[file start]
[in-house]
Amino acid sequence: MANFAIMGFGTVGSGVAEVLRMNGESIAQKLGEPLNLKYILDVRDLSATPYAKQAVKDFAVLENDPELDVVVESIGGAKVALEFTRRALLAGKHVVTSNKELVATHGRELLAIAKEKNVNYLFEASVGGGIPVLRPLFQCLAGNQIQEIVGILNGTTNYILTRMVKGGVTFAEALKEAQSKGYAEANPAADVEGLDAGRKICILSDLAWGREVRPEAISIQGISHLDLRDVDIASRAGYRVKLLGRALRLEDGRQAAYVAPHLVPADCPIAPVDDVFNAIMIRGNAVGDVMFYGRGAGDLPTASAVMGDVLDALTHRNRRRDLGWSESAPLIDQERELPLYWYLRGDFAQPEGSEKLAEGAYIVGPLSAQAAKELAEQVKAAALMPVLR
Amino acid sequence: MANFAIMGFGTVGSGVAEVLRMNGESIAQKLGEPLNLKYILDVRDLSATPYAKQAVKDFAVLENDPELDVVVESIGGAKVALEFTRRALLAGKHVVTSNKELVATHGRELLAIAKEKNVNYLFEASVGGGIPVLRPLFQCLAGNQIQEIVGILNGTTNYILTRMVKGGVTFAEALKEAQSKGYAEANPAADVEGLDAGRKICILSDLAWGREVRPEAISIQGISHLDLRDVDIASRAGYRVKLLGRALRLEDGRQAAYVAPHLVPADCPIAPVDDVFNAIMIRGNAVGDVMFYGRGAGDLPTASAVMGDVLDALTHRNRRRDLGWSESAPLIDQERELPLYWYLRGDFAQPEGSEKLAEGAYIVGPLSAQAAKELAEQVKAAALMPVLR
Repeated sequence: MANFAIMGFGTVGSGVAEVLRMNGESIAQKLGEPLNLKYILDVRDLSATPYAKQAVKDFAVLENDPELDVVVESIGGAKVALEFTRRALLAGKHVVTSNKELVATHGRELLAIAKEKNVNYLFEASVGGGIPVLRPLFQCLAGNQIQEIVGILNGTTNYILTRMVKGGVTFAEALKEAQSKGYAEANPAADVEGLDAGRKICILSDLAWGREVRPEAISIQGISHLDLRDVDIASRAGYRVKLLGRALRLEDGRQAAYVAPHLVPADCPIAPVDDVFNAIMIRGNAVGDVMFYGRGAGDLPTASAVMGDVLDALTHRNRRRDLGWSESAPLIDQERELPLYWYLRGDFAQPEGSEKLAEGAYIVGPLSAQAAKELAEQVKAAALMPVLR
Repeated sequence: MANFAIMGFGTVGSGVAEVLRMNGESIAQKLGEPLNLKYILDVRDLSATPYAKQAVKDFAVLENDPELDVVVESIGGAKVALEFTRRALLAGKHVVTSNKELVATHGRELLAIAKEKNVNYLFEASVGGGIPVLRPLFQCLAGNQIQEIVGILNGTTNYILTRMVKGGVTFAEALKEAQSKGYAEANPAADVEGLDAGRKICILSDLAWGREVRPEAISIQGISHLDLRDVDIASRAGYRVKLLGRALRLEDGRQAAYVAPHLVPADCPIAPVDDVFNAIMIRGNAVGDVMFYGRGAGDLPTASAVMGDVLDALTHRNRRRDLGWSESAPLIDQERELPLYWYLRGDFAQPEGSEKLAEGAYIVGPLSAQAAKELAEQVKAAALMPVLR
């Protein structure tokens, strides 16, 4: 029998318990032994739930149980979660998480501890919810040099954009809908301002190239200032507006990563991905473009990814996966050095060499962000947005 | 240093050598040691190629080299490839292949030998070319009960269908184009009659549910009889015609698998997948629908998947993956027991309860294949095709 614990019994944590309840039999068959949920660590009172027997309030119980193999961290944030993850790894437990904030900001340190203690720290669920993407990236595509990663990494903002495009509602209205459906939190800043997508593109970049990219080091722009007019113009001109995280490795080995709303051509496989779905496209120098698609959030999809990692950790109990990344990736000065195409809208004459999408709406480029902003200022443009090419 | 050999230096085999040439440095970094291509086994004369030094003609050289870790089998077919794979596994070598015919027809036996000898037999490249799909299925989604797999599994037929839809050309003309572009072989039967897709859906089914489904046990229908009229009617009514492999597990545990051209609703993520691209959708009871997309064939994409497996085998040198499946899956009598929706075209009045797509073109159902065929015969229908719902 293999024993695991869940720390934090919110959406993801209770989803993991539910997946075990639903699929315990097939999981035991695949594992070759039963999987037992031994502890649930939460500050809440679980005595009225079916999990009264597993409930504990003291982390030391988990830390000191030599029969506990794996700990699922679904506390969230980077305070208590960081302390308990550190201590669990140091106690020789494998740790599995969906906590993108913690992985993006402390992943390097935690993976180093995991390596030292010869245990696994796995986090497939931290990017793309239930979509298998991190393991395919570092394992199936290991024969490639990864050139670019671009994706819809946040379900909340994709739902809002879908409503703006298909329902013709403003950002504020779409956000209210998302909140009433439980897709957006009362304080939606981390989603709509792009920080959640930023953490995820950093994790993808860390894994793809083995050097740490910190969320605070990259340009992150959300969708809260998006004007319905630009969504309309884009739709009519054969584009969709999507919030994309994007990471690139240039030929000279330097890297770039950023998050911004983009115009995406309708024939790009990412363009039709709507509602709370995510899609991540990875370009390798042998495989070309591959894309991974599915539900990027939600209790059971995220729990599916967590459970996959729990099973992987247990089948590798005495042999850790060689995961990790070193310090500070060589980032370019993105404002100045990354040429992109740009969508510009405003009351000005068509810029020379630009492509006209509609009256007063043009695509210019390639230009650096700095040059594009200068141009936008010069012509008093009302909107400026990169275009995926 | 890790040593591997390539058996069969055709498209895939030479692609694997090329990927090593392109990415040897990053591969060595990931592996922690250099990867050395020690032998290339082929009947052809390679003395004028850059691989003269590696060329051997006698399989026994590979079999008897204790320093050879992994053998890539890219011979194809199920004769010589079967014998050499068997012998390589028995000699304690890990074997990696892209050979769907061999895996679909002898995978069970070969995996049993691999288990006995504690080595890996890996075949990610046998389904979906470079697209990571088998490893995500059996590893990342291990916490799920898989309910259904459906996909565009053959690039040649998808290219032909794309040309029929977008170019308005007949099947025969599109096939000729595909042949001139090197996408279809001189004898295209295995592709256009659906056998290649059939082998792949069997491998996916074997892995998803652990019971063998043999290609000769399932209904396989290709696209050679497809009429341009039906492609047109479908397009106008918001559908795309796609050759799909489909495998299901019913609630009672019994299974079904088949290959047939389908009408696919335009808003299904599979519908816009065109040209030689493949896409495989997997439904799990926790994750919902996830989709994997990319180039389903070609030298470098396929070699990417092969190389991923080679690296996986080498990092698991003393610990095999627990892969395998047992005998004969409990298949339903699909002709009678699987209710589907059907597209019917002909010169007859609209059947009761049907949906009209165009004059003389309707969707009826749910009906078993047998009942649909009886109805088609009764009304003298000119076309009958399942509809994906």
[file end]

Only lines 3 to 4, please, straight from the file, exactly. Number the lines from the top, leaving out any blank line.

Amino acid sequence: MANFAIMGFGTVGSGVAEVLRMNGESIAQKLGEPLNLKYILDVRDLSATPYAKQAVKDFAVLENDPELDVVVESIGGAKVALEFTRRALLAGKHVVTSNKELVATHGRELLAIAKEKNVNYLFEASVGGGIPVLRPLFQCLAGNQIQEIVGILNGTTNYILTRMVKGGVTFAEALKEAQSKGYAEANPAADVEGLDAGRKICILSDLAWGREVRPEAISIQGISHLDLRDVDIASRAGYRVKLLGRALRLEDGRQAAYVAPHLVPADCPIAPVDDVFNAIMIRGNAVGDVMFYGRGAGDLPTASAVMGDVLDALTHRNRRRDLGWSESAPLIDQERELPLYWYLRGDFAQPEGSEKLAEGAYIVGPLSAQAAKELAEQVKAAALMPVLR
Repeated sequence: MANFAIMGFGTVGSGVAEVLRMNGESIAQKLGEPLNLKYILDVRDLSATPYAKQAVKDFAVLENDPELDVVVESIGGAKVALEFTRRALLAGKHVVTSNKELVATHGRELLAIAKEKNVNYLFEASVGGGIPVLRPLFQCLAGNQIQEIVGILNGTTNYILTRMVKGGVTFAEALKEAQSKGYAEANPAADVEGLDAGRKICILSDLAWGREVRPEAISIQGISHLDLRDVDIASRAGYRVKLLGRALRLEDGRQAAYVAPHLVPADCPIAPVDDVFNAIMIRGNAVGDVMFYGRGAGDLPTASAVMGDVLDALTHRNRRRDLGWSESAPLIDQERELPLYWYLRGDFAQPEGSEKLAEGAYIVGPLSAQAAKELAEQVKAAALMPVLR